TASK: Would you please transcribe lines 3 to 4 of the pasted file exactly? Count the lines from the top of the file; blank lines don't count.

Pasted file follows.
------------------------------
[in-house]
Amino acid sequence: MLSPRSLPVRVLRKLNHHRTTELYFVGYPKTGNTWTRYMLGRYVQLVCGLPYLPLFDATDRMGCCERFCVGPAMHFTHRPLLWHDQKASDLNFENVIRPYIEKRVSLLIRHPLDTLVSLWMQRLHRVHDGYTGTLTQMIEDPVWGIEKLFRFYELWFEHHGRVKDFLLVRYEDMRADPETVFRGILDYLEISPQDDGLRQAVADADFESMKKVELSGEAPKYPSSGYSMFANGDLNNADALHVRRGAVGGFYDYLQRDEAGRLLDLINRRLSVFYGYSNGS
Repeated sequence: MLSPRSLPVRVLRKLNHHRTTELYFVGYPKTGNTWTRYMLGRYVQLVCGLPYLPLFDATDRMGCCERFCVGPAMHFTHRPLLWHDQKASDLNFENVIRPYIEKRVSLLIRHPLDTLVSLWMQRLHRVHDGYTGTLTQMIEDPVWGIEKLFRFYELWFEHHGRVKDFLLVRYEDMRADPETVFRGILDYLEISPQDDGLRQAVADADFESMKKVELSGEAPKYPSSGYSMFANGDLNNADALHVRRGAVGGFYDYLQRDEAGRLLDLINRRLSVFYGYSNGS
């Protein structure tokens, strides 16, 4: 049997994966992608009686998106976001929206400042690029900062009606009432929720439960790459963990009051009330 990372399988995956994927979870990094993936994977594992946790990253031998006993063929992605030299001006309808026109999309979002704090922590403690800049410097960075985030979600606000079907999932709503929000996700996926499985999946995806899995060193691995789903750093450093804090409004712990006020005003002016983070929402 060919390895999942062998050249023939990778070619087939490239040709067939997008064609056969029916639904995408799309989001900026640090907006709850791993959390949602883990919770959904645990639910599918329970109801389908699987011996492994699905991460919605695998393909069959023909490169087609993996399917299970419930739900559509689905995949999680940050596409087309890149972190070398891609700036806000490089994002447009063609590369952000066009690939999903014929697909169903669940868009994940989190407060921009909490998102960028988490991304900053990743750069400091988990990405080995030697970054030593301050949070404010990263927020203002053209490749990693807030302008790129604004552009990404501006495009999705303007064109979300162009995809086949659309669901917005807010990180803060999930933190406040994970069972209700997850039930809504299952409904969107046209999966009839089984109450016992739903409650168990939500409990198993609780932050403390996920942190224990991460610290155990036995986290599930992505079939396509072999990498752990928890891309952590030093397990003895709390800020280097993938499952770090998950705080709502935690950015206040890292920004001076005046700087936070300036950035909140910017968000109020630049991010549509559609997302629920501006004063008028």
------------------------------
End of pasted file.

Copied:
Repeated sequence: MLSPRSLPVRVLRKLNHHRTTELYFVGYPKTGNTWTRYMLGRYVQLVCGLPYLPLFDATDRMGCCERFCVGPAMHFTHRPLLWHDQKASDLNFENVIRPYIEKRVSLLIRHPLDTLVSLWMQRLHRVHDGYTGTLTQMIEDPVWGIEKLFRFYELWFEHHGRVKDFLLVRYEDMRADPETVFRGILDYLEISPQDDGLRQAVADADFESMKKVELSGEAPKYPSSGYSMFANGDLNNADALHVRRGAVGGFYDYLQRDEAGRLLDLINRRLSVFYGYSNGS
């Protein structure tokens, strides 16, 4: 049997994966992608009686998106976001929206400042690029900062009606009432929720439960790459963990009051009330 990372399988995956994927979870990094993936994977594992946790990253031998006993063929992605030299001006309808026109999309979002704090922590403690800049410097960075985030979600606000079907999932709503929000996700996926499985999946995806899995060193691995789903750093450093804090409004712990006020005003002016983070929402 060919390895999942062998050249023939990778070619087939490239040709067939997008064609056969029916639904995408799309989001900026640090907006709850791993959390949602883990919770959904645990639910599918329970109801389908699987011996492994699905991460919605695998393909069959023909490169087609993996399917299970419930739900559509689905995949999680940050596409087309890149972190070398891609700036806000490089994002447009063609590369952000066009690939999903014929697909169903669940868009994940989190407060921009909490998102960028988490991304900053990743750069400091988990990405080995030697970054030593301050949070404010990263927020203002053209490749990693807030302008790129604004552009990404501006495009999705303007064109979300162009995809086949659309669901917005807010990180803060999930933190406040994970069972209700997850039930809504299952409904969107046209999966009839089984109450016992739903409650168990939500409990198993609780932050403390996920942190224990991460610290155990036995986290599930992505079939396509072999990498752990928890891309952590030093397990003895709390800020280097993938499952770090998950705080709502935690950015206040890292920004001076005046700087936070300036950035909140910017968000109020630049991010549509559609997302629920501006004063008028």